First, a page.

This study assesses the psychological consequences of participation in a mental health study among people recently exposed to the September 11 attacks. Using cross-sectional telephone surveys, we interviewed random samples of English-speaking or Spanish-speaking adults living in New York City during the attacks 1 year after this event. Altogether, 2,368 people completed the surveys, including a random sample of 1,173 respondents who received mental health services after the attacks. Results indicated that 15% of New Yorkers found some of the survey questions stressful, whereas 28% of those who sought treatment found this to be the case. However, less than 2% reported being upset at survey completion, and among these persons, only four people consented to speak to the study's mental health consultant. Although the majority of those expressing adverse reactions had sought postdisaster treatment, even among these subjects, only 3% were still upset at survey completion, and 2% wanted more information about counseling services. In addition, more than 70% of participants expressed positive sentiments about survey participation. Predictive models indicated that respondents who met study criteria for posttraumatic stress disorder, depression, or anxiety were more likely to find questions stressful, with people having posttraumatic stress disorder or depression the most likely to be upset and to consent to psychiatric consultation at completion. We suggest that, with the proper safeguards, research with persons exposed to a resent mass urban disaster generally can be conducted safely and effectively.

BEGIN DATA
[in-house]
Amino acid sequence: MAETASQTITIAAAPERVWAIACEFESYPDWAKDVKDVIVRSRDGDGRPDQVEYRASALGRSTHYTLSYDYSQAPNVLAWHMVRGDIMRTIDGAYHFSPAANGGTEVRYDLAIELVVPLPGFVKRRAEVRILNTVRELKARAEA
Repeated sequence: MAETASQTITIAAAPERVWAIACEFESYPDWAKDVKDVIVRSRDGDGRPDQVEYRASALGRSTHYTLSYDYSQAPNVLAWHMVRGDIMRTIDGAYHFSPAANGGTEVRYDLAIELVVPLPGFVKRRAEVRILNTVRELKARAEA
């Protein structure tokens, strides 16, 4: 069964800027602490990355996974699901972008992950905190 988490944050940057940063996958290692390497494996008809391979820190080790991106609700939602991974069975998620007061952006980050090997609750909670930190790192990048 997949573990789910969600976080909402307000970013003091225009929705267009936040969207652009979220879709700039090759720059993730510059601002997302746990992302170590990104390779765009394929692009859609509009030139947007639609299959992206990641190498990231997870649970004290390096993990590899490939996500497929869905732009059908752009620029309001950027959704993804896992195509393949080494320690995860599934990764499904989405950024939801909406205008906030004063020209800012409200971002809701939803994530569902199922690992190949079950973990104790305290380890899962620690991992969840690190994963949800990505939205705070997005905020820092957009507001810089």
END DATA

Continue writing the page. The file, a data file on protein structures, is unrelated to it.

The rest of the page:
Boscarino, Joseph A.; Figley, Charles R.; Adams, Richard E.; Galea, Sandro; Resnick, Heidi; Fleischman, Alan R.; Bucuvalas, Michael; Gold, Joel



Application of quantitative signal detection in the Dutch spontaneous reporting system for adverse drug reactions.